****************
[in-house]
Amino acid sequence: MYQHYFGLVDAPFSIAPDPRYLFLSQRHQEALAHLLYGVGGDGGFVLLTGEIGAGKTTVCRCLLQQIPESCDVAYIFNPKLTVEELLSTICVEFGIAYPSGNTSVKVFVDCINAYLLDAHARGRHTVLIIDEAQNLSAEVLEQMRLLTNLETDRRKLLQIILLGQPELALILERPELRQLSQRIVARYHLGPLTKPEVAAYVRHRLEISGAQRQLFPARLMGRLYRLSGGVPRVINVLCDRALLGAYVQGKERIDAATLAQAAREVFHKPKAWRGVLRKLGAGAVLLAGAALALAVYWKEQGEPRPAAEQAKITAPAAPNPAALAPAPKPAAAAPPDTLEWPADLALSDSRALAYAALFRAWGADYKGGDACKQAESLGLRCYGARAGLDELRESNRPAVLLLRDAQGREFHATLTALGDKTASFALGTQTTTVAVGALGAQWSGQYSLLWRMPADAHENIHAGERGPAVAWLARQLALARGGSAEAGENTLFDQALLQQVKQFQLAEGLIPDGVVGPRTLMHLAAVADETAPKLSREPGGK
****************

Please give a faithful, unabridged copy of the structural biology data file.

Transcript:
[in-house]
Amino acid sequence: MYQHYFGLVDAPFSIAPDPRYLFLSQRHQEALAHLLYGVGGDGGFVLLTGEIGAGKTTVCRCLLQQIPESCDVAYIFNPKLTVEELLSTICVEFGIAYPSGNTSVKVFVDCINAYLLDAHARGRHTVLIIDEAQNLSAEVLEQMRLLTNLETDRRKLLQIILLGQPELALILERPELRQLSQRIVARYHLGPLTKPEVAAYVRHRLEISGAQRQLFPARLMGRLYRLSGGVPRVINVLCDRALLGAYVQGKERIDAATLAQAAREVFHKPKAWRGVLRKLGAGAVLLAGAALALAVYWKEQGEPRPAAEQAKITAPAAPNPAALAPAPKPAAAAPPDTLEWPADLALSDSRALAYAALFRAWGADYKGGDACKQAESLGLRCYGARAGLDELRESNRPAVLLLRDAQGREFHATLTALGDKTASFALGTQTTTVAVGALGAQWSGQYSLLWRMPADAHENIHAGERGPAVAWLARQLALARGGSAEAGENTLFDQALLQQVKQFQLAEGLIPDGVVGPRTLMHLAAVADETAPKLSREPGGK